As the country economic landscape continues to get back to pre-shutdown levels, the housing forbearance sector has been gradually improving. The MBA reports that the share of loans in forbearance declined slightly in the week ended July 18, 2021 to 3.48%. It is estimated that there are 1.74 million homes in forbearance plans. “As is typical for mid-month reporting, forbearance exits slowed, and there was a slight increase in new requests. The net result was a small drop in the share of loans in forbearance – the 21st consecutive week of declines,” said spokesperson Mike Fratantoni.

Courtesy of Mortgage Market Guide 

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Tuesday – July 27, 2021

In housing news, tighter supply and low rates continue to push prices higher. The somewhat backward-looking S&P Case-Shiller 20-City Index surged 17% annually in May and was up 2.1% monthly from April. The National Index jumped 16.6% from 14.8% in April. Cleveland, Dallas, Denver, Seattle and Charlotte, North Carolina marked their all-time highest annual gains. “Housing price growth set a record for the second consecutive month in May 2021,” said spokesperson Craig J. Lazzara.

Economic data has eased a bit since the big numbers seen soon after the reopening of U.S. states following the shutdowns. June Durable Orders were not that durable, coming in at a gain of 0.8%, well below expectations of a 2.1% increase and the rise of 3.2% seen in May. A durable good is defined as a good which lasts an extended period of time (over three years) during which its services are extended.

After weeks of higher prices, gas prices leveled off in the past week giving motorists a break from the recent surge. The national average price for a regular gallon of gasoline fell to $3.15, down two cents from the previous reading. One factor was a decline in oil prices with West Texas Intermediate falling to the mid-$60s a barrel last week but has since has risen to $71. “For pump prices to push less expensive, OPEC will need to follow through with their production increases, crude will need to sell consistently at lower prices and the market will need to adjust to the potential resurgence of COVID cases,” said Jeanette McGee, AAA spokesperson.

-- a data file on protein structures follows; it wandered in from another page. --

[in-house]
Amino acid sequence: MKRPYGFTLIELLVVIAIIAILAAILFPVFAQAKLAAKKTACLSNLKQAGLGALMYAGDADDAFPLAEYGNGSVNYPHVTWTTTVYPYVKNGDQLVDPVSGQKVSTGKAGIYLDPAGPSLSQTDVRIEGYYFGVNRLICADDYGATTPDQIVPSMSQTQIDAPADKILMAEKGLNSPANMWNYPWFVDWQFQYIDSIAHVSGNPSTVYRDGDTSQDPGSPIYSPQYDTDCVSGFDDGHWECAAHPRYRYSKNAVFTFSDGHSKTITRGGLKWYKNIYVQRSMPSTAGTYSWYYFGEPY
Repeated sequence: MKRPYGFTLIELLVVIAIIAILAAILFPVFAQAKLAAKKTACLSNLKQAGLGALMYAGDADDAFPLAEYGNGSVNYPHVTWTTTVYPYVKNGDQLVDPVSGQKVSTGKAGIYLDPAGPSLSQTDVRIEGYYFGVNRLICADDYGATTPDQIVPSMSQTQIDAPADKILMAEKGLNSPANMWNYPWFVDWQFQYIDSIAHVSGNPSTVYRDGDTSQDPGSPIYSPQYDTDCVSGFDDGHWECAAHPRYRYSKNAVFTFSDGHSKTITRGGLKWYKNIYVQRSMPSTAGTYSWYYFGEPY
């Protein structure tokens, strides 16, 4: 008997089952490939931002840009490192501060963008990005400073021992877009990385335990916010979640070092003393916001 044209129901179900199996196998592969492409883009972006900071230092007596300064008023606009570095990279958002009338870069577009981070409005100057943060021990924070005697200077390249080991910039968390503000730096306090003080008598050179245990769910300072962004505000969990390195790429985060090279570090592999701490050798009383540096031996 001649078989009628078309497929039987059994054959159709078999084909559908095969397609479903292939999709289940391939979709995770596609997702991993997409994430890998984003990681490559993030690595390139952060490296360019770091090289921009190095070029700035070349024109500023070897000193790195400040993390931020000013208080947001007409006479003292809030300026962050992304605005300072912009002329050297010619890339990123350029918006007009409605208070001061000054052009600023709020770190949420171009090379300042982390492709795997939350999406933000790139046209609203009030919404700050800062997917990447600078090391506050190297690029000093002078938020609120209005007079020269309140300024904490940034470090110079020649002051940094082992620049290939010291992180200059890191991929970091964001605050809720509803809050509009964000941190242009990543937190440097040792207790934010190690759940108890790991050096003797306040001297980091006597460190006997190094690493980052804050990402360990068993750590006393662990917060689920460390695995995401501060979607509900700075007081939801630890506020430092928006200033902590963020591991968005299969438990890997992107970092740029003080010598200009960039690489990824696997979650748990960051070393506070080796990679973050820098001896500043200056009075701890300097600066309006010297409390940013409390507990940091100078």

Courtesy of Mortgage Market Guide 

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Monday – July 26, 2021

Rising material and labor costs weighed on new home sales last month as the sector has seen some slowdown in the past few months. June New Home Sales fell 6.6% in June from May to an annual rate of 676,000 units versus the 800,000 expected. Sales plunged in the Northeast, fell in the West and South with gains seen in the Midwest. The supply of new homes on the market rose to 6.3% while the median price of a new home sold in June was $361,800, up 6.1% from a year ago.

It’s a big risk-event filled week with the two-day Fed meeting, heavy earnings, added supply, inflation and economic growth data along with key housing reports that will impact the markets this week. The ‘Main Event’ will be the two-day Fed meeting that kicks off on Tuesday and ends Wednesday with the 2:00 p.m. ET release of the monetary policy statement. There is a zero percent chance of a hike to the near-zero percent Fed Funds Rate … BUT, what will the Fed convey regarding the recent surge in inflation.

The inflation reading Core PCE for June will be released on Friday. Will the Fed discuss if and when tapering will begin? We shall see. More on the subject Wednesday morning. The week will feature the first reading on Q2 2021 GDP where it is expected that growth rose by 8.5% from 6.4% in Q1. The Treasury will sell $60B 2-year notes today, part of $183B being offered this week. At the end of the week, the Fed’s favorite inflation gauge, the Core PCE, will be released and will be closely watched by investors and Fed members.

Courtesy of Mortgage Market Guide